Processed foods have a bad reputation. It’s blamed for obesity rates, high blood pressure and the rise of type 2 diabetes. But processed food is more than boxed macaroni and cheese, potato chips and drive-thru hamburgers. It may be a surprise to learn that whole-wheat bread, homemade soup or a chopped apple also are processed foods.
What is processed food?
"Processed food" includes food that has been cooked, canned, frozen, packaged or changed in nutritional composition with fortifying, preserving or preparing in different ways. Any time we cook, bake or prepare food, we're processing food.
Processed food falls on a spectrum from minimally to heavily processed:
- Minimally processed foods — such as bagged spinach, cut vegetables and roasted nuts — often are simply pre-prepped for convenience.
- Foods processed at their peak to lock in nutritional quality and freshness include canned tomatoes, frozen fruit and vegetables, and canned tuna
- Foods with ingredients added for flavor and texture (sweeteners, spices, oils, colors and preservatives) include jarred pasta sauce, salad dressing, yogurt and cake mixes.
- Ready-to-eat foods — such as crackers, granola and deli meat — are more heavily processed.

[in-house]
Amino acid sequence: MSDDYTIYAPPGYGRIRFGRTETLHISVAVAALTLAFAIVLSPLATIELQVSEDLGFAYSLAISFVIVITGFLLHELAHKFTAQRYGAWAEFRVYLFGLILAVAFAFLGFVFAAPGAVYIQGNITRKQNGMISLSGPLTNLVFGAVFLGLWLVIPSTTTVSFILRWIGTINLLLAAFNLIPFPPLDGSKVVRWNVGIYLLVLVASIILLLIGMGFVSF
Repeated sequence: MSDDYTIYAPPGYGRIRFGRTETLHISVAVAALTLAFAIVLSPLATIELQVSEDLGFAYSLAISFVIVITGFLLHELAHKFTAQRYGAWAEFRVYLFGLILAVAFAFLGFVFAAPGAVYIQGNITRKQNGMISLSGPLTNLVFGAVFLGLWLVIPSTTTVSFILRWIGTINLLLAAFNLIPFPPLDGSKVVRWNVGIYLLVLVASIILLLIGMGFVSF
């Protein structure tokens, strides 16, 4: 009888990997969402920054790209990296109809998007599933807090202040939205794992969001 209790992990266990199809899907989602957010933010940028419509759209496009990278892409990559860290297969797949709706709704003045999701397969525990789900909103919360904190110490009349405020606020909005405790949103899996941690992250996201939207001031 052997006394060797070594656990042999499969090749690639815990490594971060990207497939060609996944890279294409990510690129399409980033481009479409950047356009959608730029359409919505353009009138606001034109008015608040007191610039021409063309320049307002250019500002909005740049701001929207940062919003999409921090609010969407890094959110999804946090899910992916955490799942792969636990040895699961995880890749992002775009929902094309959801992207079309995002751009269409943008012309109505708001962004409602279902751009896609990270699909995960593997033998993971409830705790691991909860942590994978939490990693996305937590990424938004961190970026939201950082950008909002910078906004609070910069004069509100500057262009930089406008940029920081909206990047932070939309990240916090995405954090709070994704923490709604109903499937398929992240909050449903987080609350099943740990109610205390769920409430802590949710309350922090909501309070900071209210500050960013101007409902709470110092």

- The most heavily processed foods often are pre-made meals including frozen pizza and microwaveable dinners.
Look for hidden sugar and sodium
Eating processed food in moderation is fine, but many of these foods may contain high amounts of added sugar and sodium.
Added sugars are any sugar that is not naturally occurring in the food and has been added manually. Added sugars aren't just hidden in processed sweets. They're added to bread to give it an appealing browned hue, and there often is a surprising amount added to jarred pasta sauces and cereal. Added sugars often are used in low-fat foods to improve taste and consistency. Instead, review a product's ingredient list and look for added sugars among the first two or three ingredients including sugar, maltose, brown sugar, corn syrup, cane sugar, honey and fruit juice concentrate.
Processed foods are major contributors of sodium in our diets because salt is commonly added to preserve foods and extend shelf life. Most canned vegetables, soups and sauces have added salt. Choose foods labeled no salt added, low-sodium or reduced-sodium to decrease the amount of salt you're consuming from processed foods.